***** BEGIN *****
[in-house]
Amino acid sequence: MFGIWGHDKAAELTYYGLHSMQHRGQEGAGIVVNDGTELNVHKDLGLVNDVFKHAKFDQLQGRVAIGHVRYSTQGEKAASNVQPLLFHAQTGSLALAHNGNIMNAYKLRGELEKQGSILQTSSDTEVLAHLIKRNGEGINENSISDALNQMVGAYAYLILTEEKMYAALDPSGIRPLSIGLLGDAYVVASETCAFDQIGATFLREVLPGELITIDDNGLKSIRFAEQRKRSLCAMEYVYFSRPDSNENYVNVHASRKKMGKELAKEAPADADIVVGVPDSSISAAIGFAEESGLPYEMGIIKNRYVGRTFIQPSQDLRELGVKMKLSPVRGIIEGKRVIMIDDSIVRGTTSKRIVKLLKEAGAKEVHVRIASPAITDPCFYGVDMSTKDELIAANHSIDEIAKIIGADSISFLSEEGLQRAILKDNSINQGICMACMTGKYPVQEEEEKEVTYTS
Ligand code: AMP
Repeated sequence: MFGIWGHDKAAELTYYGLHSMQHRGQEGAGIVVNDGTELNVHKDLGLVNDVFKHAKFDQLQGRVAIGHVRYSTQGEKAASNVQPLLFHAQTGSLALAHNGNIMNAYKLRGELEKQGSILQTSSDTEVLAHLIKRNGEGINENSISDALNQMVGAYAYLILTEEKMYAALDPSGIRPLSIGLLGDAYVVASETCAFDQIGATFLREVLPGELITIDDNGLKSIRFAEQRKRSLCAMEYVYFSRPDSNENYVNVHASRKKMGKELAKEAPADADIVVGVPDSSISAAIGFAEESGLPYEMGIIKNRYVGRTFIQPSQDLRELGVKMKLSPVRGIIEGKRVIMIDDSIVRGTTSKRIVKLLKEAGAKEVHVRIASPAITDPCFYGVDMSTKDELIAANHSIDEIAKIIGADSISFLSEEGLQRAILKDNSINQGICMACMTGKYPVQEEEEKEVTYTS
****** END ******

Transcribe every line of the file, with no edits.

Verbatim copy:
[in-house]
Amino acid sequence: MFGIWGHDKAAELTYYGLHSMQHRGQEGAGIVVNDGTELNVHKDLGLVNDVFKHAKFDQLQGRVAIGHVRYSTQGEKAASNVQPLLFHAQTGSLALAHNGNIMNAYKLRGELEKQGSILQTSSDTEVLAHLIKRNGEGINENSISDALNQMVGAYAYLILTEEKMYAALDPSGIRPLSIGLLGDAYVVASETCAFDQIGATFLREVLPGELITIDDNGLKSIRFAEQRKRSLCAMEYVYFSRPDSNENYVNVHASRKKMGKELAKEAPADADIVVGVPDSSISAAIGFAEESGLPYEMGIIKNRYVGRTFIQPSQDLRELGVKMKLSPVRGIIEGKRVIMIDDSIVRGTTSKRIVKLLKEAGAKEVHVRIASPAITDPCFYGVDMSTKDELIAANHSIDEIAKIIGADSISFLSEEGLQRAILKDNSINQGICMACMTGKYPVQEEEEKEVTYTS
Ligand code: AMP
Repeated sequence: MFGIWGHDKAAELTYYGLHSMQHRGQEGAGIVVNDGTELNVHKDLGLVNDVFKHAKFDQLQGRVAIGHVRYSTQGEKAASNVQPLLFHAQTGSLALAHNGNIMNAYKLRGELEKQGSILQTSSDTEVLAHLIKRNGEGINENSISDALNQMVGAYAYLILTEEKMYAALDPSGIRPLSIGLLGDAYVVASETCAFDQIGATFLREVLPGELITIDDNGLKSIRFAEQRKRSLCAMEYVYFSRPDSNENYVNVHASRKKMGKELAKEAPADADIVVGVPDSSISAAIGFAEESGLPYEMGIIKNRYVGRTFIQPSQDLRELGVKMKLSPVRGIIEGKRVIMIDDSIVRGTTSKRIVKLLKEAGAKEVHVRIASPAITDPCFYGVDMSTKDELIAANHSIDEIAKIIGADSISFLSEEGLQRAILKDNSINQGICMACMTGKYPVQEEEEKEVTYTS